Sheriff Cate Murphy and Deputy Luna Bell’s love for each other runs as deep as the river valleys and as long as the Appalachian summer days. Best friends since childhood, the two women are true country girls—from the top of their Stetson hats right down to the leather soles of their cowgirl boots.  And life is good in their home town of Savior Hill—a town built by former slaves—where Cate and Luna, two queer women of color, are loved and respected.

Yet, a change is happening—a great migration of colored folks away from the nurturing land and to the big cities, in search of a more dignified way of life. Cate sees the change, and her curiosity is piqued. Maybe she could learn to be a city girl. Luna is having no part of it, though. She’s happily tied to small-town living and wouldn’t trade it for the world.

But changing times have a way of teaching new lessons.  Come visit Cate and Luna in Savior Hill.


A pale white moth fluttering over the campfire broke Cate’s stare just as Luna turned around.

“I make my appearance before the Lord every Sunday,” Cate said before taking in another spoonful of stew.

“Stickin’ your head in the front doors to say ‘Good mornin’’ to the choir and flickin’ a penny in the collection plate is not ‘makin’ an appearance,’ ” Luna said and wagged her finger. She walked over to her horse, Timber—a quiet, silky gray gelding that was tied up next to Magic. Luna fed Timber a piece of cornbread and patted him on his head before sitting down and facing Cate with her legs crossed also. “Shame on you too,” she added, “for tryin’ to bribe your way out of Ms. Pearl’s Sunday school class by offerin’ to buy one of her pies.”

Cate hung her head in mock guilt. “I confess, Your Honor. But in my defense, I have volunteered to help at the next church picnic.”

“You volunteered?” Luna asked with a raised brow. “To do what?”

“The most important job at a church picnic, of course—official pie taster!”

They both laughed out loud as Timber and Magic gave head bobs. As they sat and ate, Cate gazed up at the night sky and spotted a shooting star.

“Make a wish,” she said and pointed.

“A wish?” Luna looked.

“On a shooting star.”

Luna closed her eyes. “I wish the little devil that made hay fever gets struck by lightning while cleaning his pitchfork.” 

Cate laughed and patted Luna on the knee. “I promise this is the last time I let Sheriff Lucas talk me into roundin’ up those Dooley brothers again.”

“Liar. You know you’ve got a soft spot for that old rascal who’s too dang lazy to chase down those drunkards after they raise hell and skip out on their saloon tab. This is the fifth time in a year we’ve tracked and dragged their sorry behinds back to his jail.”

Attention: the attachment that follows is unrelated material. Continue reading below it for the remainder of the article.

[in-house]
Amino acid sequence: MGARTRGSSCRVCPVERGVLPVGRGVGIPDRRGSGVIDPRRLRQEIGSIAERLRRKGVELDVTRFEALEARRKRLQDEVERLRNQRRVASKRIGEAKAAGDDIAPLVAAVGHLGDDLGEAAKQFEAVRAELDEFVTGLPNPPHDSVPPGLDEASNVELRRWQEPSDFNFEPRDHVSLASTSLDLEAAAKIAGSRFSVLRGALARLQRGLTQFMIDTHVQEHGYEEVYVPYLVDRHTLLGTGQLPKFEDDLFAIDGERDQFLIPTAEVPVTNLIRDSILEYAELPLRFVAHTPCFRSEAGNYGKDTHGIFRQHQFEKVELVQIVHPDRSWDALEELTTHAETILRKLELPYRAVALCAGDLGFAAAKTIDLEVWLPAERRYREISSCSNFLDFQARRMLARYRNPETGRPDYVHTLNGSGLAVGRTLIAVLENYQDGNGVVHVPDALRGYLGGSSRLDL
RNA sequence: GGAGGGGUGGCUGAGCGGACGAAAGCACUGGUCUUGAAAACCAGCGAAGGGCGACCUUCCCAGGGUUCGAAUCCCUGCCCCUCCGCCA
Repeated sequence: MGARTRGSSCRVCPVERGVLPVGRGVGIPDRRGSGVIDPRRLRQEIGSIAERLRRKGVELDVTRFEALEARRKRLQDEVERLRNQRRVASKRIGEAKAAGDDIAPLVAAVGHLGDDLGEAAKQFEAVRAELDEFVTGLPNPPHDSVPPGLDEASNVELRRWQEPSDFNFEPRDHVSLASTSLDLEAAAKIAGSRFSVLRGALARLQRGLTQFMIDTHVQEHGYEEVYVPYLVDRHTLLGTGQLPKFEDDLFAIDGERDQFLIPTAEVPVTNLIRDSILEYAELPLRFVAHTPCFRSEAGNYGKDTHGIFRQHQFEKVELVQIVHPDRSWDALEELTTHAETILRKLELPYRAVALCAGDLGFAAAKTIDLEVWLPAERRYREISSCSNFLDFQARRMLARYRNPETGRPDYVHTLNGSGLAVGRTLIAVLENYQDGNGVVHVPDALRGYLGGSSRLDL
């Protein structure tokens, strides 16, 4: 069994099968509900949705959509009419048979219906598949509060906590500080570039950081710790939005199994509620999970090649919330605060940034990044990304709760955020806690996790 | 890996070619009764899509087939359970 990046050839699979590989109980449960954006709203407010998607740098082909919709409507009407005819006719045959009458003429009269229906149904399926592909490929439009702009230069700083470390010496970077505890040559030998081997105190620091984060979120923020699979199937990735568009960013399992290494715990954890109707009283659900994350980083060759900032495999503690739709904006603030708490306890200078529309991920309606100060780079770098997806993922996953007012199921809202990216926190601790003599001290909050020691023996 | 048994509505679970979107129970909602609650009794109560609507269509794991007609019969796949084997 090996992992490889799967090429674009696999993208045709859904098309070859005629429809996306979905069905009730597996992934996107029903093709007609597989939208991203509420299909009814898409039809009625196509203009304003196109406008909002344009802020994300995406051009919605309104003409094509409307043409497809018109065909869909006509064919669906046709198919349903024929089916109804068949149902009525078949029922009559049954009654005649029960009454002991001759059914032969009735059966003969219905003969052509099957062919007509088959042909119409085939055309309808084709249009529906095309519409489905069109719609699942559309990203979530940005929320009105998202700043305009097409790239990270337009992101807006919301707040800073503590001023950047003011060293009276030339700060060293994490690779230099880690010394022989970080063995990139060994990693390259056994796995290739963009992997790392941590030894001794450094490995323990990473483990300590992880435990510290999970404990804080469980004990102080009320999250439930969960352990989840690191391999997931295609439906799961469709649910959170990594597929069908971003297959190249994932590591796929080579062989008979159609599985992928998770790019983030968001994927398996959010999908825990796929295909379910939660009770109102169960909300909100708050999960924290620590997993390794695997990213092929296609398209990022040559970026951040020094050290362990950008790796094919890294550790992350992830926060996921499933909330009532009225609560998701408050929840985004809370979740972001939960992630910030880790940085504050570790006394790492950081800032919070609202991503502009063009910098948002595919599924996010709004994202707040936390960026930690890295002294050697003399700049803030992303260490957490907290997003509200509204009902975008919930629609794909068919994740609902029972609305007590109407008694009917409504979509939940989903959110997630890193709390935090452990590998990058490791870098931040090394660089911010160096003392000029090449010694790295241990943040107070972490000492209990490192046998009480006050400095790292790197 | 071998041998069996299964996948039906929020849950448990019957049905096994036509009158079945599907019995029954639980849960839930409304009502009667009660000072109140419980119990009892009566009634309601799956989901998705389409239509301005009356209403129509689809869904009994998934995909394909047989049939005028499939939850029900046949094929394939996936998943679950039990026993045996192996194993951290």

“He did offer us supper when we dropped the brothers off at his jail,” Cate said, “and he always says, ‘Thanks, Catie girl,’ with the biggest smile.”

“He’s got you wrapped round his finger.” Luna leaned forward and pulled Cate closer by the front of her shirt. “And I know you keep doin’ it ‘cause you like us bein’ out here all alone.” She quickly kissed Cate once, then twice.

It was true. Cate cherished the times that she and Luna were by themselves, so they could be themselves—two women who deeply loved and desired each other. Rumor had it that the Sheriff of Savior Hill preferred the company of women, but no one—other than her parents—had dared to ask Cate directly. The Murphys admitted  not understanding their daughter “takin’ a shine” to Luna. At first, they thought it was childish infatuation because the two had been inseparable as kids. But the two grew closer and closer as they matured, and it was obvious that Cate had no interest in being courted by any gentlemen callers. Any and all who were encouraged by Abel Murphy to try, had been summarily dismissed by his daughter—and her six-shooter.  

When Cate and Luna decided to live together, they did it under the guise of two childhood friends wanting to be “roommates” who were destined to be old spinsters. But they had each other, and having each other meant more than anything else in the world to them.






Writing from the heart

Reblogged from Women and Words

Women and Words

Surviving our national challenge of 2017 has taught me something important about writing. Not just any writing—our writing. Our stories. Queer, feminist, black, white, survivor, triumphant, unique and challenging stories. The lessons of our life told through our fiction and poetry and lyrics.

We live in uncertain, volatile times. Everyday brings another assault on our freedoms. And if you’re like me, you feel as if you might go crazy because it seems nobody is listening outside of our families of choice or our liberal, literary communities. The rest of the world I inhabit doesn’t want to hear my warning cries. I feel unheard. Our rights are increasingly endangered and they couldn’t care less.

I know now this is the time for artists to dig deep. Telling our stories feels urgent and necessary now more than ever in times like these. Because story is how we translate the personal into messages…